If you obey the popup, you will get someone on the phone who acts like they are from the company in question and knows what they are talking about. They will tell you that they will help you, and then they will tell you that they need control of your computer. Never, ever give anyone control of your computer. Once you do, the evil person can do anything they want with it.

When I received an email last Tuesday morning that was supposedly from PayPal and stated that I had bought almost $1000 worth of Apple gift cards (I hadn’t), I initially began to fall for this scam. I called the number at the bottom of the email and reached someone who claimed to be from PayPal and said he could help. Then he asked for control of my computer and started to give me instructions on how to give it to him. CLICK! I hung up on him. That was the end of that one.

That very same day, late in the afternoon while I was working, my computer froze and the screen became filled with a huge popup, complete with loud audio of a bot talking, telling me that Windows Defender had detected a Trojan in my computer which had compromised my passwords, bank account information, and I don’t remember what else. It also told me that I needed to call Microsoft at a number on the bottom of the message to fix this. This scam was much more frightening because I had to restart my computer to get the message to go away. This time, I did not call the given number. Nice try, scumbag.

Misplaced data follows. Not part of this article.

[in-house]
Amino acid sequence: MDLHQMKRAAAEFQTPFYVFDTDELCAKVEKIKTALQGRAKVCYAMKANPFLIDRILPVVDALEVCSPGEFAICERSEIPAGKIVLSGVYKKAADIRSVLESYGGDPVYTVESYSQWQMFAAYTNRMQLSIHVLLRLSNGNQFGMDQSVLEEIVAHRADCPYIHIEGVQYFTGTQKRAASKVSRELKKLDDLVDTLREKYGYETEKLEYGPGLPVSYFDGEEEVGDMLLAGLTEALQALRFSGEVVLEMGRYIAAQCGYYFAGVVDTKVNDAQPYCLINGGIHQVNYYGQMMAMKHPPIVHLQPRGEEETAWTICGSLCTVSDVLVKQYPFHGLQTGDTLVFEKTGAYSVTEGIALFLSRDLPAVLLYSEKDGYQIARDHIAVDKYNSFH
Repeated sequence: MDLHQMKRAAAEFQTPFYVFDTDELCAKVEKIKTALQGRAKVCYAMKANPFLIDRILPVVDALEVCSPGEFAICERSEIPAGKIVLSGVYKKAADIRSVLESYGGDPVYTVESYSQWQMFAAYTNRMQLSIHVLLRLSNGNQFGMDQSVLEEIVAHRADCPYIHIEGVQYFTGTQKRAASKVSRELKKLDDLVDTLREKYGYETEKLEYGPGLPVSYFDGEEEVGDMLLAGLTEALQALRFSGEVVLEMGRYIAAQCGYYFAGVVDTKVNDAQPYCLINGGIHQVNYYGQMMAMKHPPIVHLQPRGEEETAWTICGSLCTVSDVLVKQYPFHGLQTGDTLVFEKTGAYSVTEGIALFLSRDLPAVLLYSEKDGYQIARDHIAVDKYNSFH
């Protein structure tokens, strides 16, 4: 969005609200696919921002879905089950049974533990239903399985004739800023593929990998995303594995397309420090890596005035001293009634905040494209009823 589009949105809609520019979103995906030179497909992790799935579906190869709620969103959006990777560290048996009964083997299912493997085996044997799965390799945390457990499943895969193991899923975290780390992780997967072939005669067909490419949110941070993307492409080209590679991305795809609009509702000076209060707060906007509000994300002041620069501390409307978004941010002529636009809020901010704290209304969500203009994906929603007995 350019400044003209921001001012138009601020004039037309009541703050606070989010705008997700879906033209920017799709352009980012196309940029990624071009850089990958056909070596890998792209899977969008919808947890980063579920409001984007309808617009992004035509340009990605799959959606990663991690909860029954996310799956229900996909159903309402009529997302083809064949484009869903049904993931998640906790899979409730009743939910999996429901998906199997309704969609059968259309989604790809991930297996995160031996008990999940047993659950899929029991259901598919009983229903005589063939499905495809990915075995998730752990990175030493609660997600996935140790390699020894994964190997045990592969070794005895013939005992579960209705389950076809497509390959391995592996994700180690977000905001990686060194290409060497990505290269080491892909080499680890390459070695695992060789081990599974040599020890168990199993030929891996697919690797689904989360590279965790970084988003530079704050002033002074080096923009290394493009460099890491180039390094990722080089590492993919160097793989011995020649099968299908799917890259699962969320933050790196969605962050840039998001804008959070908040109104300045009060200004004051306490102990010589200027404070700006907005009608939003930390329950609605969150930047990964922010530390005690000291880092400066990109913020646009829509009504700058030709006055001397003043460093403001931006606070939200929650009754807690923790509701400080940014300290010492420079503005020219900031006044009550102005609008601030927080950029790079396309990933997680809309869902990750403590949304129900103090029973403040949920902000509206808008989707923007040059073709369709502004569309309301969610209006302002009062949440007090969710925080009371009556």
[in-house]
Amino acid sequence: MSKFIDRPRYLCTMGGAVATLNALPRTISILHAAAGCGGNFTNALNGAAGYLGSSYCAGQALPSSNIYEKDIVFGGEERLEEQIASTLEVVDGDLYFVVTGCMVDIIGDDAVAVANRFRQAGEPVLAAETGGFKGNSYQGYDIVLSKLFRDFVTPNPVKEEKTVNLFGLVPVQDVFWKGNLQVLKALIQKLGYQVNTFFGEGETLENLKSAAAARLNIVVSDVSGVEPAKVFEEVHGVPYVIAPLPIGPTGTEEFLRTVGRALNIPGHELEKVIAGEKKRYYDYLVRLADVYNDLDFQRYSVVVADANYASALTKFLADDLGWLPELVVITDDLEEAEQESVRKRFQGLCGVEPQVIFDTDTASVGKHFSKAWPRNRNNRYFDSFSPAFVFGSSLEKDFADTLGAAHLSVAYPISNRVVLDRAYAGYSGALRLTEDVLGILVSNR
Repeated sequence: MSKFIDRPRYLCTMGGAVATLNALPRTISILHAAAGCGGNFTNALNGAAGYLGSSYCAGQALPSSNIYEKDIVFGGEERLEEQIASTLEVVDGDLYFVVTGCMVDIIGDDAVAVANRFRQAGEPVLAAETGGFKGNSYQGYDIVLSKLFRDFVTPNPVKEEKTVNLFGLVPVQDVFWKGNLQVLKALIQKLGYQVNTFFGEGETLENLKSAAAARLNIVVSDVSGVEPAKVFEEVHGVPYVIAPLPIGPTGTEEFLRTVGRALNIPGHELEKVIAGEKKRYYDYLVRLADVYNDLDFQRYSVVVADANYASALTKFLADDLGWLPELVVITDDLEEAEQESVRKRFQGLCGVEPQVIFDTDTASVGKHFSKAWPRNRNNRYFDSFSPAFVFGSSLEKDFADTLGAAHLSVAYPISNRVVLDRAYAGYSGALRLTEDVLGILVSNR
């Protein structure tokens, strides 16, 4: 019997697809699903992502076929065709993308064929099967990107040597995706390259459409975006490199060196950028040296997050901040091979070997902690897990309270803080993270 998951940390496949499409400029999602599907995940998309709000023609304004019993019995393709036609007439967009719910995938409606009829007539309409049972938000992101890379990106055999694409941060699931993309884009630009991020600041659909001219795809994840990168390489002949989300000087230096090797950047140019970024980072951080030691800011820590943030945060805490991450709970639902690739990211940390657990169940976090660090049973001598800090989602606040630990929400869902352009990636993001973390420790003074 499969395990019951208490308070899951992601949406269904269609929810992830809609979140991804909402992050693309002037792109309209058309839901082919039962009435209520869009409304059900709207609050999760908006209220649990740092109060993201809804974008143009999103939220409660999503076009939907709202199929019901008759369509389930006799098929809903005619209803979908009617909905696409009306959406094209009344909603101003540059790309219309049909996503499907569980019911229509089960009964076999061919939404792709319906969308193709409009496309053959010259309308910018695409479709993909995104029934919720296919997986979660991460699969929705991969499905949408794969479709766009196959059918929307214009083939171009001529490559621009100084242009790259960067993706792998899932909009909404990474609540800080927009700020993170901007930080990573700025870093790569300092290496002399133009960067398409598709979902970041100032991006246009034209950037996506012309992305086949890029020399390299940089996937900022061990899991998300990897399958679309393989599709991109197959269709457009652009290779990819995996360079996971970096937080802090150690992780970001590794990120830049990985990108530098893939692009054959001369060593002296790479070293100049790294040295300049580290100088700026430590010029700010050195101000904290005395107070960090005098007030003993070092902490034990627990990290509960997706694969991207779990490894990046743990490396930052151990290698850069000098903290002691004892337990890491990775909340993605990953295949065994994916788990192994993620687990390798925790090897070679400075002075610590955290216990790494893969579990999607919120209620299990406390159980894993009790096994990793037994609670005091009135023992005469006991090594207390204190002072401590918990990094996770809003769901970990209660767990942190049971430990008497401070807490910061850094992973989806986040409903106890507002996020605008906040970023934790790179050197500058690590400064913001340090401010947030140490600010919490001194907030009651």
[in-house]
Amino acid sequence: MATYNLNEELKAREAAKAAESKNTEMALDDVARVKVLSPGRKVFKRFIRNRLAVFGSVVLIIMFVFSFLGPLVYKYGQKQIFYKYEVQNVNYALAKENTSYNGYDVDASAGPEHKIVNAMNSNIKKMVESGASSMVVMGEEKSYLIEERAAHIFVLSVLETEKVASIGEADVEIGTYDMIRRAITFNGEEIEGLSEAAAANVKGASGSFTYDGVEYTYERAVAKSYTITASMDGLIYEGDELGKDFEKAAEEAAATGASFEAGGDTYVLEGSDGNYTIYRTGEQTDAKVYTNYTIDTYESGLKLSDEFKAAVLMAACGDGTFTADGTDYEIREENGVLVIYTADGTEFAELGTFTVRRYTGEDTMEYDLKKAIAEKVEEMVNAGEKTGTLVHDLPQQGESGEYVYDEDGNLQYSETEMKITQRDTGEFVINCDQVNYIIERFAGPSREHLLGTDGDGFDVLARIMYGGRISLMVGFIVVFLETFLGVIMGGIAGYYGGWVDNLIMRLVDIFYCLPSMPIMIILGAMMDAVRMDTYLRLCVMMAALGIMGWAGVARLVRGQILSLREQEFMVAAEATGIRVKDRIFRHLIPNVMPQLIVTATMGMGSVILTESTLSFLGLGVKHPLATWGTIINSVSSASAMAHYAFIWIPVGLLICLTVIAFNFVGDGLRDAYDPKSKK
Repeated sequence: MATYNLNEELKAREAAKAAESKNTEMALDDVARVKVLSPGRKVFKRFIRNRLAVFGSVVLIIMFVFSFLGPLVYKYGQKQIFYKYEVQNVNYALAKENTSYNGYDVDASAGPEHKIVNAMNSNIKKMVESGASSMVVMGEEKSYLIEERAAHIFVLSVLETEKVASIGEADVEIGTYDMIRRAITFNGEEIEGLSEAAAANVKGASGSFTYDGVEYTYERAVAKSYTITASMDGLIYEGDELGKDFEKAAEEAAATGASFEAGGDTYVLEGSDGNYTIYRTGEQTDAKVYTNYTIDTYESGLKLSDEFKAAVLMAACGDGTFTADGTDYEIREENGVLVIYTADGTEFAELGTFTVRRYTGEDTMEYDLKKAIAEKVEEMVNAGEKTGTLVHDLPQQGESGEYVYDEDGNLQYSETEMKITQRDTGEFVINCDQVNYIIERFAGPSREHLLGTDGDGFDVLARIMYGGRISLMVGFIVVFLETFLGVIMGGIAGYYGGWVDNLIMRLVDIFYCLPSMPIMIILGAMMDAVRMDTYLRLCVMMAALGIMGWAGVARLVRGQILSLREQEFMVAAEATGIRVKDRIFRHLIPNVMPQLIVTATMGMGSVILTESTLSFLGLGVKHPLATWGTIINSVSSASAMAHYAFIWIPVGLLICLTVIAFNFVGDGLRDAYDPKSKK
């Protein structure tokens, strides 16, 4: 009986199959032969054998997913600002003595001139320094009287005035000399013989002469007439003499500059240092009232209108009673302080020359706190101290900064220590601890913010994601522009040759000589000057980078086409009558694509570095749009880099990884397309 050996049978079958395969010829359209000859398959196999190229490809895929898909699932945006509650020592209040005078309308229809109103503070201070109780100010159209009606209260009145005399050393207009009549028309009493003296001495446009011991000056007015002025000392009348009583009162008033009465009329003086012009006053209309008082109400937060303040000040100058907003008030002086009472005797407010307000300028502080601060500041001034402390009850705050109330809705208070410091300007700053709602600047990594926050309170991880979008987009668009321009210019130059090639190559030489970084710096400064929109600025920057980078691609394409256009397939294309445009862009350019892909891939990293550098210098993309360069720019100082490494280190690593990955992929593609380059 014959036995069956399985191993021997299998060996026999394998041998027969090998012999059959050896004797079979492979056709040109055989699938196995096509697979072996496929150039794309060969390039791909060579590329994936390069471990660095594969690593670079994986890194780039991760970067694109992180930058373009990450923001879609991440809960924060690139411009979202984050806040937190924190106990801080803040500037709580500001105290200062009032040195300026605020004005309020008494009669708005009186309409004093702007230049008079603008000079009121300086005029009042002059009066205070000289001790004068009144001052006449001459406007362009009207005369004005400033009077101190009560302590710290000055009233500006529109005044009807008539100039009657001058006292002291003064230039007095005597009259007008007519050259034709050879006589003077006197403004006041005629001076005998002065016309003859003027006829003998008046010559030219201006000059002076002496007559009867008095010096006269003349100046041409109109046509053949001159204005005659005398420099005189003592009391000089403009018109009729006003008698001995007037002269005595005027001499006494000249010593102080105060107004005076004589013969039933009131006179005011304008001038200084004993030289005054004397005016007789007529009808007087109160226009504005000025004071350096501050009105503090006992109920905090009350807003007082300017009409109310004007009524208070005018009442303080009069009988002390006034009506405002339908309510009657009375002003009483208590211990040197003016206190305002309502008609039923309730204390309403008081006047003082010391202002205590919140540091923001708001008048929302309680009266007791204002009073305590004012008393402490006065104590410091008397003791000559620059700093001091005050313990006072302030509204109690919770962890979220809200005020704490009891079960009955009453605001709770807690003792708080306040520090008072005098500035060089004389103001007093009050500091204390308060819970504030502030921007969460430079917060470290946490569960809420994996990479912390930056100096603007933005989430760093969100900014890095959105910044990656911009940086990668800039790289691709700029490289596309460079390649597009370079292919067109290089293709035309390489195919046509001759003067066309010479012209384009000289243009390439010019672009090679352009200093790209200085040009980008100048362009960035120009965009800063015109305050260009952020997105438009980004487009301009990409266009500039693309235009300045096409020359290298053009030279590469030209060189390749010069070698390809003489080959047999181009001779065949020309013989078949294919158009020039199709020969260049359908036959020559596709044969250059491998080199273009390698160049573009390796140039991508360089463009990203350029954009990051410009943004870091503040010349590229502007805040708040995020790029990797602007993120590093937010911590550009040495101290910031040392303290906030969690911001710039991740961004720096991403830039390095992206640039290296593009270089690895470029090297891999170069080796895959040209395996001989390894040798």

The point that I am stressing here is that you should never call a number that claims to be from a tech company. They will never contact you through a popup.

And finally, if you are unfortunate enough to be scammed by one of these losers, please don’t hate yourself or blame yourself. Don’t be angry at yourself, either. Be angry at these miserable excuses for human beings. They will one day reap what they have sown.

Mighty fine forty-nine

In this post, I would like to show some humanity. This may not be the most “professional” post I have ever written, but what I am about to say means a lot to me.

Tomorrow is my birthday, and at 12:35 AM tonight, I will turn 49.

Now, 49 really doesn’t seem much different from 48, if any different. It does seem a little weird because back when I was 25 and working as a lab technician, I thought that the people I worked with who were in their late 30s were old. And here I am, about to turn 49. Good grief!

And then there is next year. Let’s not even talk about that yet.

As I celebrate 49 trips around the sun, I am reflecting on what I would like to accomplish this next year of my life.

I would like to obtain enough additional work that I am very busy editing every day. (Not so much work that I am completely stressed out. There is a happy medium.)

I would like to attend my first professional conference. I believe I wrote about EFA’s conference, which is coming up in August. I will be there, by hook or by crook.